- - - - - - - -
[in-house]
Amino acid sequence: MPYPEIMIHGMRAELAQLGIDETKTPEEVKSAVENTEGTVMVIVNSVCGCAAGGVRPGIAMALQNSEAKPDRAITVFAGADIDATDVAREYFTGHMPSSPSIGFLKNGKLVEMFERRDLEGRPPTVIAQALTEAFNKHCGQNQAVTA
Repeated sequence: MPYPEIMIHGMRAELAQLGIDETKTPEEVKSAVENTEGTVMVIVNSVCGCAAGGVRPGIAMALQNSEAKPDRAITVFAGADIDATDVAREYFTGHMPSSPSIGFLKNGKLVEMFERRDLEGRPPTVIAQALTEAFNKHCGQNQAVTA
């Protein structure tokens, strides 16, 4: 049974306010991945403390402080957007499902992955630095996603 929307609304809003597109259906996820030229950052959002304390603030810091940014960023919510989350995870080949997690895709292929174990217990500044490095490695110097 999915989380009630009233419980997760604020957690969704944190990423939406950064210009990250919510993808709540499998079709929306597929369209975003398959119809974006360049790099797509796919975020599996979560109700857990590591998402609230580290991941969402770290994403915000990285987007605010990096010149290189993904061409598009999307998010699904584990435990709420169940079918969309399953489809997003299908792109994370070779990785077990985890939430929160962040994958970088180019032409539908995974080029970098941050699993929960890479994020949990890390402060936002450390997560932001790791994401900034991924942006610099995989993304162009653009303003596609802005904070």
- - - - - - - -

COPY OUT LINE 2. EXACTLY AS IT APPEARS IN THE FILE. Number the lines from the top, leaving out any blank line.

Amino acid sequence: MPYPEIMIHGMRAELAQLGIDETKTPEEVKSAVENTEGTVMVIVNSVCGCAAGGVRPGIAMALQNSEAKPDRAITVFAGADIDATDVAREYFTGHMPSSPSIGFLKNGKLVEMFERRDLEGRPPTVIAQALTEAFNKHCGQNQAVTA